As naturalists and nature lovers we find ourselves drawn to all living things. We adore, and more importantly respect just about every organism in our natural world. So what happens when we are faced with the dilemma of protecting our native species who have become threatened by an invader. A similar outlook may come into play when the situation of overpopulation arises, and hunting or trapping becomes a necessity. Such as in the case of the nutria.
To some, the thought of destroying a beautiful plant or terminating the life of an animal is incomprehensible and heart wrenching. Why and how could anyone be so cruel, some might ask? That tree is magnificent, shady, and the birds and critters love it.... why would you want to cut it down? That cute, little pig is just minding its business... it has a heart and feelings. Why should it be euthanized? Some of us say, oh sure, if I were ever in the position I would be able to do what is best for the greater good of our natural flora and fauna.
So, say you happen upon this invasive or overpopulated species, and now the moment of truth. Do you really have the guts, or the heart, to do this???? Well guess what, it should be acceptable either way. We should not feel pressured by others and we should not judge those who are put in this predicament. But we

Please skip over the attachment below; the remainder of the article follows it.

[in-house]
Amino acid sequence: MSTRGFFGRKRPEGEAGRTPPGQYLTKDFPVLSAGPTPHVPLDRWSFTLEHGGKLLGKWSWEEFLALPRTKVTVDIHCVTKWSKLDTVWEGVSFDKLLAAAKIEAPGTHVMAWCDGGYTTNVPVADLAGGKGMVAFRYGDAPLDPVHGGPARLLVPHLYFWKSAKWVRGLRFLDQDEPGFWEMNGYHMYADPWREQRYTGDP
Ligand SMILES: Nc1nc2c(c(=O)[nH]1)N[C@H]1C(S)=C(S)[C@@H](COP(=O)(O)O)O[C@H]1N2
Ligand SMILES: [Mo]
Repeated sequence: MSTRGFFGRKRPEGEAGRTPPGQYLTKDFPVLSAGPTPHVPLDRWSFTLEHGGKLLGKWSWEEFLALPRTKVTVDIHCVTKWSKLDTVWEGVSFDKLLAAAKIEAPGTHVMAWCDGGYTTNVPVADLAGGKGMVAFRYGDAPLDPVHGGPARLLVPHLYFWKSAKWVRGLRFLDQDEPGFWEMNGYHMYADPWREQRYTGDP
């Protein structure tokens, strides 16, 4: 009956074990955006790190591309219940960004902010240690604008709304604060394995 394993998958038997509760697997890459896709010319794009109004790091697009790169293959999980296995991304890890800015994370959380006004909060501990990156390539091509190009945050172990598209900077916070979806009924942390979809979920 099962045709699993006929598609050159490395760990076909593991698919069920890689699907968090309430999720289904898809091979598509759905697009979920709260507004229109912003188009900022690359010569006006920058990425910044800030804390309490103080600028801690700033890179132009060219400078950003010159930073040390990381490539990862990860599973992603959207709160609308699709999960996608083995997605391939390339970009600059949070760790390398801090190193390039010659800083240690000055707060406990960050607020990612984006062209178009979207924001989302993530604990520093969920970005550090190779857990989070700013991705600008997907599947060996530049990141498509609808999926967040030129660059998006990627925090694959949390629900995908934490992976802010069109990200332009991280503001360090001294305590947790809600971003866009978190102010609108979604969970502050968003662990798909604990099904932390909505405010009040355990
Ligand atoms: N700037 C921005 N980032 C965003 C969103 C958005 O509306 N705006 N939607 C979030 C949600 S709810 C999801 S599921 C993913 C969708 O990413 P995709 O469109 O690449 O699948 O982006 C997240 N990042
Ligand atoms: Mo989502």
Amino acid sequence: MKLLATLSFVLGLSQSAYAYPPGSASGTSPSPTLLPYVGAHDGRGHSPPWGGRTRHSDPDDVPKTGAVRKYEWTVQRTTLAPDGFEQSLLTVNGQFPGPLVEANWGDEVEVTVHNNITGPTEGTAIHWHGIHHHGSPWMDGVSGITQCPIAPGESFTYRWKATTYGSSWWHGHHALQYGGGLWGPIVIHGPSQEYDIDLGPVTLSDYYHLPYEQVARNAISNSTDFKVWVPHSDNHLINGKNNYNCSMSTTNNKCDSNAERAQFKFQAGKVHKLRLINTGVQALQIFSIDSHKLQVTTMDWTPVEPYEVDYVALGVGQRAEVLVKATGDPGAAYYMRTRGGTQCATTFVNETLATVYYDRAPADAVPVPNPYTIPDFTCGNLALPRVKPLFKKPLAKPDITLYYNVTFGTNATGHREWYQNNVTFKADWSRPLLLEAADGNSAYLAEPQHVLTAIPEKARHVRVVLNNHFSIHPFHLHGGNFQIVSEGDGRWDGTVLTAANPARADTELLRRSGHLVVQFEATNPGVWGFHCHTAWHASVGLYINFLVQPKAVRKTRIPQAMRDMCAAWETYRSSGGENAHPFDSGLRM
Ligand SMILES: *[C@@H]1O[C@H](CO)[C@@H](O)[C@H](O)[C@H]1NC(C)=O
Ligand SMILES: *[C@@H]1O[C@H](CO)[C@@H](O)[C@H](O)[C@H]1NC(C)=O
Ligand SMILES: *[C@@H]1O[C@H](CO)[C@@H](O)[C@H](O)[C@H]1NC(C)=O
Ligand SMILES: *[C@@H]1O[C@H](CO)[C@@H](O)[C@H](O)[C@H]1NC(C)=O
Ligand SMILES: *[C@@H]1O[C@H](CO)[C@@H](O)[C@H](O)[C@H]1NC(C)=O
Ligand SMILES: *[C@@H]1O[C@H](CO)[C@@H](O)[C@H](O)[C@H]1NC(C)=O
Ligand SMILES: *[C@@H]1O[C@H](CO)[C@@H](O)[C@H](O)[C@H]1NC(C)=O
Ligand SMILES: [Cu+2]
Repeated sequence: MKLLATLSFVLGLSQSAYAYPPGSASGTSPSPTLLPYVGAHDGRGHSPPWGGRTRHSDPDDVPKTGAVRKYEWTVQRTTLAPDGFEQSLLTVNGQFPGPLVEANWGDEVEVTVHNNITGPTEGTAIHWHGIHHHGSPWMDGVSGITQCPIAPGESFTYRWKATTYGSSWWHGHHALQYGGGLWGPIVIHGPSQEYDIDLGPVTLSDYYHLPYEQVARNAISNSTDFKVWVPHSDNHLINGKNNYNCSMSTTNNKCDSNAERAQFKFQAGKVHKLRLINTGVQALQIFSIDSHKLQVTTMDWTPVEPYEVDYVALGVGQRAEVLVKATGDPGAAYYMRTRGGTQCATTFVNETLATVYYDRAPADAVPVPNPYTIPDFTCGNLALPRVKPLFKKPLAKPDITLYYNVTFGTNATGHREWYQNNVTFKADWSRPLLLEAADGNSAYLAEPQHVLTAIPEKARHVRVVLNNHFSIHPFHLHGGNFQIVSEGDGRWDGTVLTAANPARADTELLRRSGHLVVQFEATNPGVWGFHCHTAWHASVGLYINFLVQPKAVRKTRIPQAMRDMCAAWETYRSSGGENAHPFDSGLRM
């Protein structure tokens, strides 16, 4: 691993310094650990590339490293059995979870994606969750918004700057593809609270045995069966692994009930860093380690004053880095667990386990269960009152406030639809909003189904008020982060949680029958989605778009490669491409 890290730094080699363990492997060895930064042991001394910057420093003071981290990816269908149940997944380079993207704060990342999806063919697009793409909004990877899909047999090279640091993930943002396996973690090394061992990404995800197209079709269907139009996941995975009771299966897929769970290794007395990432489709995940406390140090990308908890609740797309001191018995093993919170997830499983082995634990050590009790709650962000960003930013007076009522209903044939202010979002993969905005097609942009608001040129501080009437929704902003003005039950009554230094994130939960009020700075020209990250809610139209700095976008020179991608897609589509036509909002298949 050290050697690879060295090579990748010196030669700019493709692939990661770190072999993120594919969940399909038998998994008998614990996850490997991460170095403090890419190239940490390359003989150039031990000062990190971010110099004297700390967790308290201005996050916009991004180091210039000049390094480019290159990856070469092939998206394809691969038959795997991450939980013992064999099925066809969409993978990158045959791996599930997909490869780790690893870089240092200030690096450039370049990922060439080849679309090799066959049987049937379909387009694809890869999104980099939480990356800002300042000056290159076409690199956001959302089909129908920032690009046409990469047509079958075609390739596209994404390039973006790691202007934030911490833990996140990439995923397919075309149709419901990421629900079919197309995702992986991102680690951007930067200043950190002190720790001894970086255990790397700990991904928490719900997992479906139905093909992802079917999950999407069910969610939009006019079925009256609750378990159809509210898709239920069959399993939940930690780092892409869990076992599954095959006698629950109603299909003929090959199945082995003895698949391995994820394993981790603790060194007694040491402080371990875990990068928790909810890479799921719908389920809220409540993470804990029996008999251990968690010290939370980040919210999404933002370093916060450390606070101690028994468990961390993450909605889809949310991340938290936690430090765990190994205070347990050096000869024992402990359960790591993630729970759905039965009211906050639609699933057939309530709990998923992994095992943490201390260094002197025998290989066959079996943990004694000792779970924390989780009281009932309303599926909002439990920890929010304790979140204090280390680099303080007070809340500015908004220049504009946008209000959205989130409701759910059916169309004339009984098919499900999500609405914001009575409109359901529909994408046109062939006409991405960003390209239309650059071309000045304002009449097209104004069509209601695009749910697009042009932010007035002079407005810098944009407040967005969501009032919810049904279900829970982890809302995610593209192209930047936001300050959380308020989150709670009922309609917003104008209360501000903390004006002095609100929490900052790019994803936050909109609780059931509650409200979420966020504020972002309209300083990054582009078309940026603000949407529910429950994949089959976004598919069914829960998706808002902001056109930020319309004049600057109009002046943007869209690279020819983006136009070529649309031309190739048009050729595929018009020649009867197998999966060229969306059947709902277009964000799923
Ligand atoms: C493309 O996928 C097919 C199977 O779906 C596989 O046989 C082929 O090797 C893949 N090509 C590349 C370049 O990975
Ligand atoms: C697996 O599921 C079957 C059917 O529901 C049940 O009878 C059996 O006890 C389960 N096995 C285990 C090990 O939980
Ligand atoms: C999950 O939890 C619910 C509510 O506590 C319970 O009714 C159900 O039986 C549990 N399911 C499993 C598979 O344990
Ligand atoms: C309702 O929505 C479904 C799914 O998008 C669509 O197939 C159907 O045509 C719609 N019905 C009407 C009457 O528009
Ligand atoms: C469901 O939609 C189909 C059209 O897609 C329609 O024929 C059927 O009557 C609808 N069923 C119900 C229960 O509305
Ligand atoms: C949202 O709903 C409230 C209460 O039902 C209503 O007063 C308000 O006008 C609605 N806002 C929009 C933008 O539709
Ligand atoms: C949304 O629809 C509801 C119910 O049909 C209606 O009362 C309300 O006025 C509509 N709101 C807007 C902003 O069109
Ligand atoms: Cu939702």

should take action and get a handle on things none the less. After all, we still have a job to do as naturalists, to help restore balance and order in our untamed environment. Some of the unbalance is due to humans in the first place. Should we have the need, there are professionals and probably acquaintances who would be willing to handle the situation knowledgeably and ethically. We should all be able to work together at any task, with respect and without conviction, when it comes to matters of the heart and personal morality. Don't be afraid to ask for help or lend a hand. We're all here to enjoy the extraordinary outdoors and keep it majestic!
Photographs (c) Erin Bryan, used with permission.